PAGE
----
He added: “Shipbuilding and heavy industry in Govan and on the Clyde Waterfront were the pillars of Glasgow’s industrial excellence in the 19th and 20th centuries. I have no doubt that the innovation agenda and industries like quantum technology, nanofabrication and Precision Medicine can be to the 21st century Glasgow economy, what shipbuilding was in the past.

Read more: The Glasgow Schools that send most pupils to college, university and work

“As a City, we can’t afford to look backwards to past glories – we have to reimagine Glasgow’s entrepreneurial legacy for the 21st Century. And the establishment of the Clyde Waterfront Innovation Campus could create Scotland’s Silicon Valley on the Clyde, and be a key step in ensuring our City retakes its place at the forefront of international innovation and industrial excellence.”

It is hoped the addition will be part of a wider regeneration of Govan.

Councillor Susan Aitken, Leader of Glasgow City Council and Chair of the Glasgow City Region City Deal Cabinet, said: “This news is a welcome addition to all the investment that is taking place as the council and our partners work together to deliver the Glasgow Riverside Innovation District, stretching from the University of Glasgow to the Queen Elizabeth University Hospital.

“The work being done to regenerate Govan, Water Row, the banks of the Clyde in this part of Glasgow and the forthcoming Partick-Govan Bridge is key to attracting and developing world-class innovation in this part of the city.”

The new campus move comes as Glasgow University has outgrown its clean room facilities on Gilmorehill in the west end, where researchers are leading the way in nanotechnology.

Read more of today's top Glasgow stories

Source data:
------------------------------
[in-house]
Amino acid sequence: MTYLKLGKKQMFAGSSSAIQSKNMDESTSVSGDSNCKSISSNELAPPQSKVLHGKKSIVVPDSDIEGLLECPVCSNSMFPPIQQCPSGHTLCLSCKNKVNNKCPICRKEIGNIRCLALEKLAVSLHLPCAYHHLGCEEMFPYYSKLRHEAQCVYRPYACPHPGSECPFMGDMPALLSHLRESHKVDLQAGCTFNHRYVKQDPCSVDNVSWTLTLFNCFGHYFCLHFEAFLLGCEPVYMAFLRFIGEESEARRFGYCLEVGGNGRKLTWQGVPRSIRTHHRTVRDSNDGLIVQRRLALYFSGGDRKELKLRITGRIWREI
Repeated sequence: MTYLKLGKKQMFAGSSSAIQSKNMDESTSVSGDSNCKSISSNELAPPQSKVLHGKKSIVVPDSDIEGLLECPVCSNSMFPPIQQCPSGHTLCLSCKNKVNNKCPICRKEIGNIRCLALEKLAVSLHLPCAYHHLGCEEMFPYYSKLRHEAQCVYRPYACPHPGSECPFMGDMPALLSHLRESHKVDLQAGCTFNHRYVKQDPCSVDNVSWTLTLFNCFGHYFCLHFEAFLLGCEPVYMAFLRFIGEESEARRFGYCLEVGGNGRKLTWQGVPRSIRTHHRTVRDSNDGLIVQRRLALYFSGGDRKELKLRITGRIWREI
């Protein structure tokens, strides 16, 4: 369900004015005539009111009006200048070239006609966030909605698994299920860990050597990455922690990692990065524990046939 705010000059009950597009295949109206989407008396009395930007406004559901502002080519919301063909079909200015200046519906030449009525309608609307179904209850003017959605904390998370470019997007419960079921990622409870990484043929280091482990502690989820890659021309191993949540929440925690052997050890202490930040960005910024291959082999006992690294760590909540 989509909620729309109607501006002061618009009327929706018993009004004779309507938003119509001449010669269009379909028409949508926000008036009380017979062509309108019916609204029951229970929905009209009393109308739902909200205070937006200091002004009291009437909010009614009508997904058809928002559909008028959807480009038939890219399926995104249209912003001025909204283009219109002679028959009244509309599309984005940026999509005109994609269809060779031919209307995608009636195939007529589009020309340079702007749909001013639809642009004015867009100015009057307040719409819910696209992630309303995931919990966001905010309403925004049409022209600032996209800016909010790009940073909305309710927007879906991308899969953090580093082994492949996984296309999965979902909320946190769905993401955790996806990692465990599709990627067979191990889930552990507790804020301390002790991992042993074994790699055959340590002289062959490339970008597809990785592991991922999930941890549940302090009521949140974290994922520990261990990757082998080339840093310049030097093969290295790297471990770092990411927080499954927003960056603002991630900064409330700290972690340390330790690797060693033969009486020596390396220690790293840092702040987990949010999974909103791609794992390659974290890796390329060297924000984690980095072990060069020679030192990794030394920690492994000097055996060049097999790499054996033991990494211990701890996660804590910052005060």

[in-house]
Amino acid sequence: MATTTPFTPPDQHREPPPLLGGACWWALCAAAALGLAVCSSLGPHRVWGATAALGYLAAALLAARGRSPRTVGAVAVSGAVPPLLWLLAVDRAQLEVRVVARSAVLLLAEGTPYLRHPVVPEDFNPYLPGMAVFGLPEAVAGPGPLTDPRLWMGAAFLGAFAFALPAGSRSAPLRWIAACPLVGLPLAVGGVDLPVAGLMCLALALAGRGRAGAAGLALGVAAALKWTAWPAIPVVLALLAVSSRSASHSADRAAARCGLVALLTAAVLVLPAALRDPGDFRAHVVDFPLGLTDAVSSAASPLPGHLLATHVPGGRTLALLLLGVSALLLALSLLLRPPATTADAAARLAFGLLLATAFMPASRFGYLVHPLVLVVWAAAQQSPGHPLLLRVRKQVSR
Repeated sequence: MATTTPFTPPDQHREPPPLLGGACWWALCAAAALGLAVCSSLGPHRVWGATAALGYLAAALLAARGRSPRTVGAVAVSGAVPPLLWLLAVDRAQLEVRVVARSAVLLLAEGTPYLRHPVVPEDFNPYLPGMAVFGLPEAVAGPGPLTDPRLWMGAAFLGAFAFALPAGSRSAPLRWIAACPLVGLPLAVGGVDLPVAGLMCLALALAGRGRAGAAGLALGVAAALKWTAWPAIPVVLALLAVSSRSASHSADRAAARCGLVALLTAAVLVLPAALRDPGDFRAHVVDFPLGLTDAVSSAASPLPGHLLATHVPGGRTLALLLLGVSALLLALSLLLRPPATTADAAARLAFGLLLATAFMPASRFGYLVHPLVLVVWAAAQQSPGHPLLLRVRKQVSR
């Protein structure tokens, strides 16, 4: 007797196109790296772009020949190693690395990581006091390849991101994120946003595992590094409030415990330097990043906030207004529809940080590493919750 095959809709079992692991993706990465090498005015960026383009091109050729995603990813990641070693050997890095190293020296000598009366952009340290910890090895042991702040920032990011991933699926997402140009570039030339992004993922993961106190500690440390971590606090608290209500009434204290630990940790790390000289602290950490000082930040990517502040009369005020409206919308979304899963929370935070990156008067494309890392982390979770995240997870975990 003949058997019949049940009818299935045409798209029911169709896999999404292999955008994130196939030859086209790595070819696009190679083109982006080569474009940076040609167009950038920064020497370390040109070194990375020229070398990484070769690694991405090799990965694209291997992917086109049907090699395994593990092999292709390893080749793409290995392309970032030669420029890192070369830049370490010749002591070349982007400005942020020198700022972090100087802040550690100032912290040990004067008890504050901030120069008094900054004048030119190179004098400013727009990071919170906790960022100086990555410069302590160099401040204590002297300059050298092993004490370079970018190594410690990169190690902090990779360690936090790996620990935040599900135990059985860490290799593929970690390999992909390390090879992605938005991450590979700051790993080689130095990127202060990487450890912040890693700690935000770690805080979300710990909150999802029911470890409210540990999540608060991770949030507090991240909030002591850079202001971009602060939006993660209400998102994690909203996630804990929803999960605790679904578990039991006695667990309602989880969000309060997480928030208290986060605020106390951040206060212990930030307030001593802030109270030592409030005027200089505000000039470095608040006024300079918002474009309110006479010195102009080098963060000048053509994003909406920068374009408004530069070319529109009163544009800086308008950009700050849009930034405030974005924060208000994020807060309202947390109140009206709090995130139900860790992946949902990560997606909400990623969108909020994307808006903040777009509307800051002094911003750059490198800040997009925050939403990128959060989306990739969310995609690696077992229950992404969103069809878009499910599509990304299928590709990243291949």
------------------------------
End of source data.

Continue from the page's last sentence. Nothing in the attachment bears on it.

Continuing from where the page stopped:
Dr Sara Diegoli, Strategic Project Manager at the College of Science and Engineering and the lead for the quantum aspect of the CWIC project said: “Moving existing University activities to the new innovation campus in Govan to allow more effective co-location with industry, is a major statement of intent that we want to ensure Glasgow is the best place to do business in this field – and the level of engagement even at this early stage from partners in industry, gives me great confidence that CWIC will ensure Glasgow’s place as a world-leader in enabling technologies for decades to come.

“The new campus will be the ideal platform for skills development, outreach, collaborative research and development, entrepreneurship and innovation – all while providing a real boost to the local community.”

Vice-Principal and Head of the College of Medical, Veterinary and Life Sciences, Professor Dame Anna Dominiczak, Scotland’s leading expert in Precision Medicine said: "This is a project of true local, national and international importance – contributing to the regeneration of Govan, cementing Scotland’s place as the world-leader in Precision Medicine and promising a genuine revolution in healthcare right across the world.

"And I am delighted to see Precision Medicine placed front and centre of the University’s priorities by being based at our new Clyde Waterfront Innovation Campus.”